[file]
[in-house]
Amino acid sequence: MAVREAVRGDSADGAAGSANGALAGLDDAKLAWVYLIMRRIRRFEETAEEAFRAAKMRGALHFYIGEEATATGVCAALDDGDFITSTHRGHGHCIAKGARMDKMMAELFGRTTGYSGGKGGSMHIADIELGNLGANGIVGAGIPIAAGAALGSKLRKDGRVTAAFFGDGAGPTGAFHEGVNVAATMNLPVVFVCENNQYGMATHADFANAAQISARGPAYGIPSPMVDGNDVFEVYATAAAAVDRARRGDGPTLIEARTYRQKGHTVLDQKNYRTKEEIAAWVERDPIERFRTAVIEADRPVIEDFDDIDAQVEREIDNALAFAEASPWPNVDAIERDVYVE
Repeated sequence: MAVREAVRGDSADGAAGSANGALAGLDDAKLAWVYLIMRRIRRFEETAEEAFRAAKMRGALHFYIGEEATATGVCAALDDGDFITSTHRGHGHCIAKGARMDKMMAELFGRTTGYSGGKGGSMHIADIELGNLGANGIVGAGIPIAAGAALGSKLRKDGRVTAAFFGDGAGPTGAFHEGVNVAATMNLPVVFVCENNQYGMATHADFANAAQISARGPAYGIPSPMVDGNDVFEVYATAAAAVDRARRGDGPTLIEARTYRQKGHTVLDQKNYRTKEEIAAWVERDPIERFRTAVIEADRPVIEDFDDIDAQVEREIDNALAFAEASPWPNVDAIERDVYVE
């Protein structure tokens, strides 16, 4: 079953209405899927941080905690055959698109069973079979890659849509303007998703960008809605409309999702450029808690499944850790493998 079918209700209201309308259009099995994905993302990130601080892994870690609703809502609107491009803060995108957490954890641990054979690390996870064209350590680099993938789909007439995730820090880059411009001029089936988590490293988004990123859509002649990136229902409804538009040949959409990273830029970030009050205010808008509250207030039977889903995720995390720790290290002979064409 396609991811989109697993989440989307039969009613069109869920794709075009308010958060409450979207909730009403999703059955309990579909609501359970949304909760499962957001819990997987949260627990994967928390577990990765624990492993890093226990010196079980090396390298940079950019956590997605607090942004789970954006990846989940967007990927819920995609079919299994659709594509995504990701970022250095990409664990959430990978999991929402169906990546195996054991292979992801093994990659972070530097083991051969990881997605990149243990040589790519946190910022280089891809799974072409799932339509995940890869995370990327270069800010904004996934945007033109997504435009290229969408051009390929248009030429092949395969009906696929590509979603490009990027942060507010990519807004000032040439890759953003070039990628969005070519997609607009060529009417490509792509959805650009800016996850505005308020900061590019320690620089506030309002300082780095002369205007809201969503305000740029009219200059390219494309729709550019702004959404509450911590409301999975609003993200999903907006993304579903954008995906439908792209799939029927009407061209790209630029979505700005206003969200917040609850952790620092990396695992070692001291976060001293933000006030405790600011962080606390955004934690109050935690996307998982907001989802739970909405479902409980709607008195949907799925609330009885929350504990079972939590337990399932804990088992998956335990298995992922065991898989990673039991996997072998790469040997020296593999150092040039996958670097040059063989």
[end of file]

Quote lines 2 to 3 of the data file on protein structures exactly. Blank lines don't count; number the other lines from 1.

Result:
Amino acid sequence: MAVREAVRGDSADGAAGSANGALAGLDDAKLAWVYLIMRRIRRFEETAEEAFRAAKMRGALHFYIGEEATATGVCAALDDGDFITSTHRGHGHCIAKGARMDKMMAELFGRTTGYSGGKGGSMHIADIELGNLGANGIVGAGIPIAAGAALGSKLRKDGRVTAAFFGDGAGPTGAFHEGVNVAATMNLPVVFVCENNQYGMATHADFANAAQISARGPAYGIPSPMVDGNDVFEVYATAAAAVDRARRGDGPTLIEARTYRQKGHTVLDQKNYRTKEEIAAWVERDPIERFRTAVIEADRPVIEDFDDIDAQVEREIDNALAFAEASPWPNVDAIERDVYVE
Repeated sequence: MAVREAVRGDSADGAAGSANGALAGLDDAKLAWVYLIMRRIRRFEETAEEAFRAAKMRGALHFYIGEEATATGVCAALDDGDFITSTHRGHGHCIAKGARMDKMMAELFGRTTGYSGGKGGSMHIADIELGNLGANGIVGAGIPIAAGAALGSKLRKDGRVTAAFFGDGAGPTGAFHEGVNVAATMNLPVVFVCENNQYGMATHADFANAAQISARGPAYGIPSPMVDGNDVFEVYATAAAAVDRARRGDGPTLIEARTYRQKGHTVLDQKNYRTKEEIAAWVERDPIERFRTAVIEADRPVIEDFDDIDAQVEREIDNALAFAEASPWPNVDAIERDVYVE